Located in the Four Corners area, Whitehorse High School serves approximately 270 students in grades 7-12 from the Navajo Nation. Kimberly Dee, a science teacher at Whitehorse, has been an integral part of the school’s recent transformation efforts and currently serves on the School Transformation Team as a teacher leader. As a member of the Navajo community, she has a unique perspective on the importance of culturally responsive teaching, and she has worked extensively to help Whitehorse fulfill its commitment to provide high-quality education to all of its students.
Recently, we sat down with Kimberly to learn more about what led her to Whitehorse and what she hopes to accomplish as an educator.
You’re now in your second year at Whitehorse. What motivated you to become an educator, and how did you come to Whitehorse?
KD: I went to school on the reservation and realized pretty quickly that I didn’t get a good education. I had to take remedial classes in college, which was frustrating. I originally thought about going into medicine, but didn’t feel like I was making a difference just gathering statistics and doing research.
I knew I wanted to be near family and there has always been a lack of Native educators in the community. So I started working as a part-time teacher at the elementary school, but when I saw an opening at Whitehorse, I decided to apply because I wanted to work with secondary students. I know this was a good decision. Just the other day, I had a student say to me, “Miss Dee, do you know how terrible that bus ride is? But, I take that bus ride just so I can be here for your class.” It’s so exciting to see kids when their light bulbs turn on.
Whitehorse is unique for many reasons, one being that it is located in and serves students from the Navajo Nation. As a teacher who is also Navajo, how do you integrate the richness of the Navajo culture into your classroom instruction?
KD: The language—I can relate to them in that way. Our scholars lack academic vocabulary in English, but they know it in Navajo, so I can help translate the words for them so they know English academic vocabulary as well. I also speak Navajo to help with classroom management. It means more to the scholars in Navajo.
In my biology class, I relate it to what is going on around us, and that is similar to Navajo culture—we interact with the earth and affect it with our decisions. I constantly try to connect biology and science with Navajo culture.
Teaching and interacting with students in a culturally responsive way can be challenging for many educators, especially if they do not share the same cultural background as their students. What is your advice for teachers who want to improve in this regard?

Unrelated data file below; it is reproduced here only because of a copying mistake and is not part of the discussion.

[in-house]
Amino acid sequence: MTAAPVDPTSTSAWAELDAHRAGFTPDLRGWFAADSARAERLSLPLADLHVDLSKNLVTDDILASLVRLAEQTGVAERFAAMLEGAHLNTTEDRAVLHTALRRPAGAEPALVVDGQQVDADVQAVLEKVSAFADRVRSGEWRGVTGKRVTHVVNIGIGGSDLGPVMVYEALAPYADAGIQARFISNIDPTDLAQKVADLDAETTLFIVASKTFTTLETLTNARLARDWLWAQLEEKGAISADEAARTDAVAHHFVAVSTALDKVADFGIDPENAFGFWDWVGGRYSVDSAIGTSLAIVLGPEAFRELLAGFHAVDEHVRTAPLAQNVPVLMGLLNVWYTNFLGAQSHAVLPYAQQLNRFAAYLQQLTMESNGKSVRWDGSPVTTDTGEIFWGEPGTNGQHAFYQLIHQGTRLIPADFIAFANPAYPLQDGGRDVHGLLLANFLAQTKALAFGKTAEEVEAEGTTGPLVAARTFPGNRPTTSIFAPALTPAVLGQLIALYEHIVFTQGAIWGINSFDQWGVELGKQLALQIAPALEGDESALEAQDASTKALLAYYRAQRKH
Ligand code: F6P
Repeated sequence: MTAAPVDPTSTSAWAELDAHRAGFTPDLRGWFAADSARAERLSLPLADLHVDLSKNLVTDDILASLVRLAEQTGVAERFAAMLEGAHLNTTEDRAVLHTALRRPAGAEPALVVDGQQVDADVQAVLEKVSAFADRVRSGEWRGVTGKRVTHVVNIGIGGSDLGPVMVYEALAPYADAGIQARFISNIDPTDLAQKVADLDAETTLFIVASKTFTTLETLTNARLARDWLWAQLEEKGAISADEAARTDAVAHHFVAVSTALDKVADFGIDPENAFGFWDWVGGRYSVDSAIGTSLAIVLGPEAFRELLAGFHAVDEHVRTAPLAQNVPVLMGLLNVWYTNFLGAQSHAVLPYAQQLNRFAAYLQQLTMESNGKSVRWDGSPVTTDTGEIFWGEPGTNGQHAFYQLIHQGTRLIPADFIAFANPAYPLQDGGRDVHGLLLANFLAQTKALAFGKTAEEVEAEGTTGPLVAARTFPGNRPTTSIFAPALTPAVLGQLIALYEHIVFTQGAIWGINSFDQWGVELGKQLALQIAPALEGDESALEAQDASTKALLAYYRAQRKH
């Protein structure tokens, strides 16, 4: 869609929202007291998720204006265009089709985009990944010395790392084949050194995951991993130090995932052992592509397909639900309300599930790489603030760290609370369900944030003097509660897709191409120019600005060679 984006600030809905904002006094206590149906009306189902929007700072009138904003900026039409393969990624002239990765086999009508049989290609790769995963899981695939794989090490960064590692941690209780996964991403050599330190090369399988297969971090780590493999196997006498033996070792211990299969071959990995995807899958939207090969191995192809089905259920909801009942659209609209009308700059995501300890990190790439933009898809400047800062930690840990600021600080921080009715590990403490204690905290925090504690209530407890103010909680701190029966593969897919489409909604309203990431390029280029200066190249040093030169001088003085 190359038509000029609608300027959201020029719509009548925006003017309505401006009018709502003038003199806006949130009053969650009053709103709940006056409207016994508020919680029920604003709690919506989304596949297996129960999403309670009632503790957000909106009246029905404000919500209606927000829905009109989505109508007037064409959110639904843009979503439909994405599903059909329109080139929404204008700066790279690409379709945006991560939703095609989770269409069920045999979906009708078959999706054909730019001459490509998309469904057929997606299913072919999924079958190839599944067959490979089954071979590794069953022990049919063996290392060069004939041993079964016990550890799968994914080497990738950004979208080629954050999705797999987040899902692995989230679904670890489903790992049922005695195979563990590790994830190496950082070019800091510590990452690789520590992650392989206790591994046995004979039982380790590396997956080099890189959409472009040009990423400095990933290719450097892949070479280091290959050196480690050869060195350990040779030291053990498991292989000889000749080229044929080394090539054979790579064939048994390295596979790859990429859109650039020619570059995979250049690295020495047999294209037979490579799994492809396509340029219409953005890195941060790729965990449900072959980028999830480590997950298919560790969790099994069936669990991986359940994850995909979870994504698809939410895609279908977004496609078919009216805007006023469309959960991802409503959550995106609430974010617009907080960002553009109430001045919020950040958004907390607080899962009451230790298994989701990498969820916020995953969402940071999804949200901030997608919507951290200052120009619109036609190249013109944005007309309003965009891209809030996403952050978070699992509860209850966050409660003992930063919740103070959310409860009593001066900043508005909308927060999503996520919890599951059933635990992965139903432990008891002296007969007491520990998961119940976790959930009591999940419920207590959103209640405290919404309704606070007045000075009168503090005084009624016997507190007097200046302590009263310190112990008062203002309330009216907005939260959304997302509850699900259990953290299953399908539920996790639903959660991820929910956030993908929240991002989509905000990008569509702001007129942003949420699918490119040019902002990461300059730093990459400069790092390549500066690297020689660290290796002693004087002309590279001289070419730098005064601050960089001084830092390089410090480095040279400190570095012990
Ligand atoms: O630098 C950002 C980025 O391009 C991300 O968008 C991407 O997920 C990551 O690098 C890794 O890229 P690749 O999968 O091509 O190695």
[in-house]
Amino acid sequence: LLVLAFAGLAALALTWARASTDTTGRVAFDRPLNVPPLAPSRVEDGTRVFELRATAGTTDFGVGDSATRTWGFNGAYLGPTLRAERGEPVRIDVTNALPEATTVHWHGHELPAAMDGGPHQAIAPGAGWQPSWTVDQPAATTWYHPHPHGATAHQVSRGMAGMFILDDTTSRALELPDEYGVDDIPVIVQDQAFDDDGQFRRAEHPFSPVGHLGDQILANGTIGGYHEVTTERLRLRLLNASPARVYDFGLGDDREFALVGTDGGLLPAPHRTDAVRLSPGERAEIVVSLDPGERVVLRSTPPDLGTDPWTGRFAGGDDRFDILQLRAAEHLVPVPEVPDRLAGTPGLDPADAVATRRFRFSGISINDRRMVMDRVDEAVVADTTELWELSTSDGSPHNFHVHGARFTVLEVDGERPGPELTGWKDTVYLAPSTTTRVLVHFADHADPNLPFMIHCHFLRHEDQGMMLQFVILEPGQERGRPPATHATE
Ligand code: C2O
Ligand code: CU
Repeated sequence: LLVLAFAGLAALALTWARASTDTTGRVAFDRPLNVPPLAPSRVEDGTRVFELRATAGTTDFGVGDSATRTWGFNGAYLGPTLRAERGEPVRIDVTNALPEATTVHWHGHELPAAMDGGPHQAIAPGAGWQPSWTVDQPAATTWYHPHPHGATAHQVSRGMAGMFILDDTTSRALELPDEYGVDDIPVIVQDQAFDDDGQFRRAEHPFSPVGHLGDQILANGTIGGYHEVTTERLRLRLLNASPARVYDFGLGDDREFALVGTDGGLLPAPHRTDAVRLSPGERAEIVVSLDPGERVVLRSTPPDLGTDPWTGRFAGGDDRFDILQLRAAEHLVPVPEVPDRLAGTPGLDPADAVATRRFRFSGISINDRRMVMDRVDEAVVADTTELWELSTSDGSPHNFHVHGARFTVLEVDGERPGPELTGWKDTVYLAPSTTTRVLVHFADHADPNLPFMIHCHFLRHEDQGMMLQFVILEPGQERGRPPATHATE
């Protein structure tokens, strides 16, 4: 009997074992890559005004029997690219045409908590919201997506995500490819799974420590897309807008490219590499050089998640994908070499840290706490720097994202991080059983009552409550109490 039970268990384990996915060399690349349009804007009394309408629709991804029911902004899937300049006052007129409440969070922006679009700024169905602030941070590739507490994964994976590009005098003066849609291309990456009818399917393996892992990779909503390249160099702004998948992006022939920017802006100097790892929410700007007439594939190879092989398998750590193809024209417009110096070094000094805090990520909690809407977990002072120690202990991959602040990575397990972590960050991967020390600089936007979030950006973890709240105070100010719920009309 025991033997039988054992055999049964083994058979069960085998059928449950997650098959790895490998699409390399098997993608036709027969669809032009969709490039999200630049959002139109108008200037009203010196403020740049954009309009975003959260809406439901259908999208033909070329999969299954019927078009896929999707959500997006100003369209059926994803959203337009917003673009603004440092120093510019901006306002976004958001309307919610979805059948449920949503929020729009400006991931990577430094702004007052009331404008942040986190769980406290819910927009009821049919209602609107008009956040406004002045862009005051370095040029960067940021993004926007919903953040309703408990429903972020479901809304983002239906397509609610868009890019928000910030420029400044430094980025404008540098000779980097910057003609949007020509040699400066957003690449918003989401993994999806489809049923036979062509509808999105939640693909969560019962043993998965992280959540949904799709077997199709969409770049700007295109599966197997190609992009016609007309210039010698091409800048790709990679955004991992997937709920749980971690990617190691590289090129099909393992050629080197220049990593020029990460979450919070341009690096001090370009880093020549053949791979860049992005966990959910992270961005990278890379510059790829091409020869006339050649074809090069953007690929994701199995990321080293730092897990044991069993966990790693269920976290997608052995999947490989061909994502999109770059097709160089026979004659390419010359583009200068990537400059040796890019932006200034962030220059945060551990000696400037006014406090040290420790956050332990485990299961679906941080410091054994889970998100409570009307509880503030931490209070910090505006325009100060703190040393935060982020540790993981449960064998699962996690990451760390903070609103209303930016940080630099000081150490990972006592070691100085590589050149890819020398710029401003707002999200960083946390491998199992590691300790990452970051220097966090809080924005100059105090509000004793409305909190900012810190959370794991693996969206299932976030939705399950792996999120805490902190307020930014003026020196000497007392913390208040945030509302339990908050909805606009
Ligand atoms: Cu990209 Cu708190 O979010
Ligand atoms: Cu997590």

KD: Patience and understanding. Teachers need to go in with a clear conscience. You can’t go in thinking, “Oh, it’s a Title I school, the kids don’t know anything.” These kids are so smart, they just learn differently. Just keep an open mind because the scholars can see it when you come in with a closed mind. Ask questions. Be confident in your teaching and have passion for teaching and know what you’re talking about.
Whitehorse has experienced some incredibly positive growth over the past year. What has made this possible, and what kinds of changes have you seen in your scholars?
KD: I think that leadership is key. We wouldn’t have been able to make these changes without a strong leader like Ms. Schaefer (Whitehorse’s principal). Also, all the teachers are working on being prepared. Everyone has worked around the learner-centered problem——everyone is taking it and applying it in their class to help students learn. I’ve received a lot of positive feedback from students and they are more engaged—they want to know more. The “Aha” moments are so awesome!
One of the most important and difficult aspects of school transformation is sustaining momentum in the long run. How is Whitehorse tackling this challenge?
KD: Everyone here is really on a team—there is no “I.” Having a team that wants to work together is what will keep this going. We need to continue doing what we’re doing. The positive feedback from the state and Ed Direction through data and statistics shows that what we are doing is working, so let’s keep it going. Once we start relaxing, things will start breaking down. We will always have teacher turnover, but by continuing the learning sessions for teachers who come and go, we’ll keep the work moving. Also, our strong leadership is key—they keep us motivated and make sure we are doing what’s best for our kids.
 Learner-centered problems (LCPs) are problems of understanding or skill that underlie student performance, are high leverage, and common to many students.